Fantasy Files: What Can Rookie Picks Do For You (Part Three)?

Part 1 (round 6)
Part 2 (round 5)

A week at the beach and one beard later, it’s time to get back to work.

In previous posts, I chatted about rounds 5 and 6 of my Zealots dynasty rookie drafts. This year will be our tenth edition, and it was fun to review the picks, even the Andrew Walters and John Becks of the world. What can you expect from round number four?

Despite anecdotal evidence, in this case me getting Vincent Jackson with pick 4.01 in the 2005 draft, the fourth round isn’t for sissies. I ended up trading Vincent Jackson as a throw-in for a first-round rookie pick that turned into Matt Forte or Ray Rice.

If you draft a WR or RB in this round, it’s what’s called a reach. It pays off often enough to be worth the shot, with V-Jax in 2005 and Brandon Marshall in 2006 (that’s me taking Abdul Hodge one pick before that selection). If you go IDP, you might get a constant LB starter like Barrett Ruud or a safety who’s still going strong eight years later in Eric Weddle. Or you could get a guy who’s been in the league that long without making much of an impact at all (Michael Griffin). I’m not sure how you quantify a pick like that, but I know Fantasy Douche is up to the task. You can re-learn an important gift, like don’t draft a Missouri skill-position player (Will Franklin, 2008).

The best pick of the lot is probably Rob Gronkowski at pick 4.04 of the 2009 draft. Aaron Hernandez, taken later in the NFL draft by the Pats, went 2.08, and that paid off for a few years, which is about the lifespan you can expect for most fantasy players, capital crime or not. The guy taken after Gronk was LeGarrette Blount, the highest UDFA player taken in league history, and he did pretty well. I recall it wasn’t a deep RB class that year.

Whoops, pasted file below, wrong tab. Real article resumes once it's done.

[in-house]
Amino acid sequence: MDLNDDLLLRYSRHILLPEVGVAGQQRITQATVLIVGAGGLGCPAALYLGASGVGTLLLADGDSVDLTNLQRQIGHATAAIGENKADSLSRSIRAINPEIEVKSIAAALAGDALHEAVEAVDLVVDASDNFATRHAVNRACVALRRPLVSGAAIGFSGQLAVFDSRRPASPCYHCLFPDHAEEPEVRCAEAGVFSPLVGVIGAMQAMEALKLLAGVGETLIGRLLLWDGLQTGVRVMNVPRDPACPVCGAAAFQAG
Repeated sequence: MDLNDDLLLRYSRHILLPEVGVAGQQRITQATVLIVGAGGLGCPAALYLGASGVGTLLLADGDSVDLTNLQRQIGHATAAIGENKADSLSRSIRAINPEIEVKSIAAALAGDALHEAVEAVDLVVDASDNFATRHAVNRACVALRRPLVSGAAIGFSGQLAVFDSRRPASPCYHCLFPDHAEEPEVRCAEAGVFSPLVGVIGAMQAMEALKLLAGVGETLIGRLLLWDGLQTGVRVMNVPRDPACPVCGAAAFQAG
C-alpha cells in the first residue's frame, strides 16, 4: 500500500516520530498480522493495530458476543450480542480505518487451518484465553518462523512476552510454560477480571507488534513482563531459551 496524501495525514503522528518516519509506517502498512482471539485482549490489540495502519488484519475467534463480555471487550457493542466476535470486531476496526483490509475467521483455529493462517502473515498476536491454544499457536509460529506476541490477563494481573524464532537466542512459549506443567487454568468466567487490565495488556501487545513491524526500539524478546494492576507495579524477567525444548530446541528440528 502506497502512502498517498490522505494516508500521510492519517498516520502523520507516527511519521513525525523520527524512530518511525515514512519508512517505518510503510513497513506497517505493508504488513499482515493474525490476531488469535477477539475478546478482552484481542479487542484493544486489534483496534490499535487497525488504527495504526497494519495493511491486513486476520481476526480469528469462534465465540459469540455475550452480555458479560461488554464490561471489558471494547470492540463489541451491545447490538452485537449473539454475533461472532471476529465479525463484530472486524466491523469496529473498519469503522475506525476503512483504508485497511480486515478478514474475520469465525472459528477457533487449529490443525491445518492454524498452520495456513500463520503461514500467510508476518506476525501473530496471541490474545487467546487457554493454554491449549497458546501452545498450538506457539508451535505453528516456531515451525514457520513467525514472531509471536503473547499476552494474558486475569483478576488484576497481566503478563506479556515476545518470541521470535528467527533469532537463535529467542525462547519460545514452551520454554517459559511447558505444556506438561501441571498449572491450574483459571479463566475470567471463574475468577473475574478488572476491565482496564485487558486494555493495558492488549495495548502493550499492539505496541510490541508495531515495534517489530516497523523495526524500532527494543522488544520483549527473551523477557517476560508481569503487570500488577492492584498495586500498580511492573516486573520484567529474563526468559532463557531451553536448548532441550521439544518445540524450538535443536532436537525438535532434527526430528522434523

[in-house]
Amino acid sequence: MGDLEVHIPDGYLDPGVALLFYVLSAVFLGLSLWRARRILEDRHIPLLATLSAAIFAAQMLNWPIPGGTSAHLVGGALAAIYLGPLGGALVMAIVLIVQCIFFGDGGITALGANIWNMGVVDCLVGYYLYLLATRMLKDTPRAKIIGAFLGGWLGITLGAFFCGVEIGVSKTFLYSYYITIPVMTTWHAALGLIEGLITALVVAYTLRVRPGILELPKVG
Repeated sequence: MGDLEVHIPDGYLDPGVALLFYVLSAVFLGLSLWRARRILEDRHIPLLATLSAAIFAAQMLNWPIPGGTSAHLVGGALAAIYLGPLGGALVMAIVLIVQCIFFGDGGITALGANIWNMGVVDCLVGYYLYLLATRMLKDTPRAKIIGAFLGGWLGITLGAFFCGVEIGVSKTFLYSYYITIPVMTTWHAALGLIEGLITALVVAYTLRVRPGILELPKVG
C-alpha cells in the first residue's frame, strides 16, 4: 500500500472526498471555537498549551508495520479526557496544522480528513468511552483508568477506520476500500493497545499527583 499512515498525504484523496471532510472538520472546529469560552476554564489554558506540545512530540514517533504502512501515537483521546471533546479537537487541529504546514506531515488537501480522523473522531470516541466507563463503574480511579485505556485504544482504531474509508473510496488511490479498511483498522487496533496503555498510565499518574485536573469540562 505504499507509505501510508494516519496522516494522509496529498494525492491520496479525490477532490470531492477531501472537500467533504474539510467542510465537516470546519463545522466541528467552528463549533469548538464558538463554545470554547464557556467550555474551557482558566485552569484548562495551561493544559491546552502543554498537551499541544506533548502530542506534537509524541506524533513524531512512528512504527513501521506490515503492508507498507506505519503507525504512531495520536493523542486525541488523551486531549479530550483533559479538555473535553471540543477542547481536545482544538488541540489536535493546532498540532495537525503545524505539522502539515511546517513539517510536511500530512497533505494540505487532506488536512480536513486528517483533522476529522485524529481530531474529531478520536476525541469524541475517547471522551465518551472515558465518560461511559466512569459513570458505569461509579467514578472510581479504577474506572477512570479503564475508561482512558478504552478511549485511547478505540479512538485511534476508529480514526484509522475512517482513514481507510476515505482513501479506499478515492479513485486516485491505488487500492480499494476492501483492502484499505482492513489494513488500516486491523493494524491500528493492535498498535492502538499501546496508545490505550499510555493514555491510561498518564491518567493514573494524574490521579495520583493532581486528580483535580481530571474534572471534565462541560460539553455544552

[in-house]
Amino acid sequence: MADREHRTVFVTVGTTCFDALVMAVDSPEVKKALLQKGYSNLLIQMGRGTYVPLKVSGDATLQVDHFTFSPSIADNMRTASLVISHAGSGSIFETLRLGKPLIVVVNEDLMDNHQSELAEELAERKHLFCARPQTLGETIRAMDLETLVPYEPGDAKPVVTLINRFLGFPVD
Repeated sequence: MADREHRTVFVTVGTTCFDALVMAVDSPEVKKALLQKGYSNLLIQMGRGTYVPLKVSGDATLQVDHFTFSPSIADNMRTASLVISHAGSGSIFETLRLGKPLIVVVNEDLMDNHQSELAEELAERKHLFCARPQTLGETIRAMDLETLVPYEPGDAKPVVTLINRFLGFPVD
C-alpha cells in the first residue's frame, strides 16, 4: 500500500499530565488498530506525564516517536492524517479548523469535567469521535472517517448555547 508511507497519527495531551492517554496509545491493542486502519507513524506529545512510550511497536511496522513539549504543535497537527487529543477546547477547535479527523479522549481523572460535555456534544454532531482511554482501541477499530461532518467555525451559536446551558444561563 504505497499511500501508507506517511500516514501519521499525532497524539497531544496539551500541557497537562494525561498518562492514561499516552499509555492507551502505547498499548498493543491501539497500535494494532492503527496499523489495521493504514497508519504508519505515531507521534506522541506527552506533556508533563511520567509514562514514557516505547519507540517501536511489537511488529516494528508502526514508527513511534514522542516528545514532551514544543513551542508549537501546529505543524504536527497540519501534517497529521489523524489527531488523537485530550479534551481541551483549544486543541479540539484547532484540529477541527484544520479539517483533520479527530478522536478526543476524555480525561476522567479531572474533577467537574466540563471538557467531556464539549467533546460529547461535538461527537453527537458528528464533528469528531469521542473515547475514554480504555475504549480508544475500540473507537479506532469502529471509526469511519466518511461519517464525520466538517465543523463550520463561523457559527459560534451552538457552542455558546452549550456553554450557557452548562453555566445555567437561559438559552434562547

When it comes to IDP, you’re still taking near the top of the crop. You may be in the second tier of LBs but you’ll get a top safety/cornerback or defensive lineman if you are patient. I got Kiko Alonso in last year’s draft, thanks in part to the very generous home scorekeepers.

Let’s look at it by position:

QB: Pretty much a wasteland with John Skelton, Dan Orlovsky, Josh Johnson (had high hopes for him)
RB: Best include Ahmad Bradshaw and LeGarrette Blount, worst have to include Aaron Brown and Jacob Hester (tweener, which is fantasy football for wasted pick)
WR: Marshall, V-Jax, Cecil Shorts (feeling warm, right?), Joe Adams, Clyde Gates, Mardy Gilyard, Taylor Price, Deon Butler, Paul Williams (dear lord make it stop)
TE: You could get Rob Gronkowski, or you could get Dominique Byrd
DL: Jason-Paul Pierre may not get back to his top level, but he wasn’t bad. Remember Kentwan Balmer?
LB: Barrett Ruud was a stud for a while (pre-Titans era). Remember Shawne Merriman’s rookie year? Imagine if you traded him then. You might have ended up with a whole 12-pack of Meister Brau.
DB: Eric Weddle, oh how I wanted the Titans to draft you. Another guy I thought I would be a stud and I got in a different dynasty league was Tyrell Johnson.

It’s too easy to say take a particular position or side of the football with each of your rookie picks. It depends a lot on what your league mates do and how deep the positions are. I got Justin Houston, fourth rounder in 2010, in last year’s free agency binge. One thing you really shouldn’t do is dump a guy after one bad year, especially on the defensive side where you see a lot of guys get into starting lineups after their rookie year.

When we get to the third round, things get a little more interesting. The difference between franchise-changing great picks and flaming busts become more apparent.

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